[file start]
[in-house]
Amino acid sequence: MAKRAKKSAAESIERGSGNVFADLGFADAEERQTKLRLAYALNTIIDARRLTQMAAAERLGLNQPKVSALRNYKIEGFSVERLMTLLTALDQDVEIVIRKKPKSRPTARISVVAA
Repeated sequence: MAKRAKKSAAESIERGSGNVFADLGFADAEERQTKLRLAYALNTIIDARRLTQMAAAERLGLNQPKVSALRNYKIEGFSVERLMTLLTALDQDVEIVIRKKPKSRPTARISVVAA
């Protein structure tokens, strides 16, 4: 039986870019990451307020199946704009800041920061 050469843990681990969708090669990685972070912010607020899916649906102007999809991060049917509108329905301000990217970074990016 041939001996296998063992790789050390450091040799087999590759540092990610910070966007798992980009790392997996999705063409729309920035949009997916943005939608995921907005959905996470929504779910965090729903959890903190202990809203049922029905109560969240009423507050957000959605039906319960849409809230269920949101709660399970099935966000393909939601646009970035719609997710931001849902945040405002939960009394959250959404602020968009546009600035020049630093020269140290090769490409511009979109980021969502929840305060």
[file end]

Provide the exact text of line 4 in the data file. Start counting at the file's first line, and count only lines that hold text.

């Protein structure tokens, strides 16, 4: 039986870019990451307020199946704009800041920061 050469843990681990969708090669990685972070912010607020899916649906102007999809991060049917509108329905301000990217970074990016 041939001996296998063992790789050390450091040799087999590759540092990610910070966007798992980009790392997996999705063409729309920035949009997916943005939608995921907005959905996470929504779910965090729903959890903190202990809203049922029905109560969240009423507050957000959605039906319960849409809230269920949101709660399970099935966000393909939601646009970035719609997710931001849902945040405002939960009394959250959404602020968009546009600035020049630093020269140290090769490409511009979109980021969502929840305060």